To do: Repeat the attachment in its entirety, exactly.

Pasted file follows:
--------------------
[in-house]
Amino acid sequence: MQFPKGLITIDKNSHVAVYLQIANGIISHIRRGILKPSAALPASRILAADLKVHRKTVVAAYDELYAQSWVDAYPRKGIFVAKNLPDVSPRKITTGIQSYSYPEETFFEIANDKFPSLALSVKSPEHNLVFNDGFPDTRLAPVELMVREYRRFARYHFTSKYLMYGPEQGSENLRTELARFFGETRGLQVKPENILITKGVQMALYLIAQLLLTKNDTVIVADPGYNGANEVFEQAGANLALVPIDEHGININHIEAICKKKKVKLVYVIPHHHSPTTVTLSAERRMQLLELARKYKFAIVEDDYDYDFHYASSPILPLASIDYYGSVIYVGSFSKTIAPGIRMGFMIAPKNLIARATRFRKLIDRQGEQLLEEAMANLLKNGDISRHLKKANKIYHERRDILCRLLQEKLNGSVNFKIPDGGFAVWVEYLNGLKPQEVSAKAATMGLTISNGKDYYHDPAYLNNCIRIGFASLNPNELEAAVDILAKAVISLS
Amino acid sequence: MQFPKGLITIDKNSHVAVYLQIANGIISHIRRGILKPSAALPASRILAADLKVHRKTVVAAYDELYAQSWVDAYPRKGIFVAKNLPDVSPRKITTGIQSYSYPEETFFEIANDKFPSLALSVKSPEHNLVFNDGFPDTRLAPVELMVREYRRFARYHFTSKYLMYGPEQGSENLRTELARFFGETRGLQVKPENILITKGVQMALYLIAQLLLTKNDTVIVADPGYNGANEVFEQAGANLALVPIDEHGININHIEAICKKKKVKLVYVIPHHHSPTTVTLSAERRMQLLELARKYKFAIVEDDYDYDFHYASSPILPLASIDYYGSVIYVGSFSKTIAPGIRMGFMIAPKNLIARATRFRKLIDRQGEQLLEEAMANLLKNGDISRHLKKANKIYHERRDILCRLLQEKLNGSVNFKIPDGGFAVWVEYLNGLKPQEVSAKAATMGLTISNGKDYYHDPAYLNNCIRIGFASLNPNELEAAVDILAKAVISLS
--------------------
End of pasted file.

[in-house]
Amino acid sequence: MQFPKGLITIDKNSHVAVYLQIANGIISHIRRGILKPSAALPASRILAADLKVHRKTVVAAYDELYAQSWVDAYPRKGIFVAKNLPDVSPRKITTGIQSYSYPEETFFEIANDKFPSLALSVKSPEHNLVFNDGFPDTRLAPVELMVREYRRFARYHFTSKYLMYGPEQGSENLRTELARFFGETRGLQVKPENILITKGVQMALYLIAQLLLTKNDTVIVADPGYNGANEVFEQAGANLALVPIDEHGININHIEAICKKKKVKLVYVIPHHHSPTTVTLSAERRMQLLELARKYKFAIVEDDYDYDFHYASSPILPLASIDYYGSVIYVGSFSKTIAPGIRMGFMIAPKNLIARATRFRKLIDRQGEQLLEEAMANLLKNGDISRHLKKANKIYHERRDILCRLLQEKLNGSVNFKIPDGGFAVWVEYLNGLKPQEVSAKAATMGLTISNGKDYYHDPAYLNNCIRIGFASLNPNELEAAVDILAKAVISLS
Amino acid sequence: MQFPKGLITIDKNSHVAVYLQIANGIISHIRRGILKPSAALPASRILAADLKVHRKTVVAAYDELYAQSWVDAYPRKGIFVAKNLPDVSPRKITTGIQSYSYPEETFFEIANDKFPSLALSVKSPEHNLVFNDGFPDTRLAPVELMVREYRRFARYHFTSKYLMYGPEQGSENLRTELARFFGETRGLQVKPENILITKGVQMALYLIAQLLLTKNDTVIVADPGYNGANEVFEQAGANLALVPIDEHGININHIEAICKKKKVKLVYVIPHHHSPTTVTLSAERRMQLLELARKYKFAIVEDDYDYDFHYASSPILPLASIDYYGSVIYVGSFSKTIAPGIRMGFMIAPKNLIARATRFRKLIDRQGEQLLEEAMANLLKNGDISRHLKKANKIYHERRDILCRLLQEKLNGSVNFKIPDGGFAVWVEYLNGLKPQEVSAKAATMGLTISNGKDYYHDPAYLNNCIRIGFASLNPNELEAAVDILAKAVISLS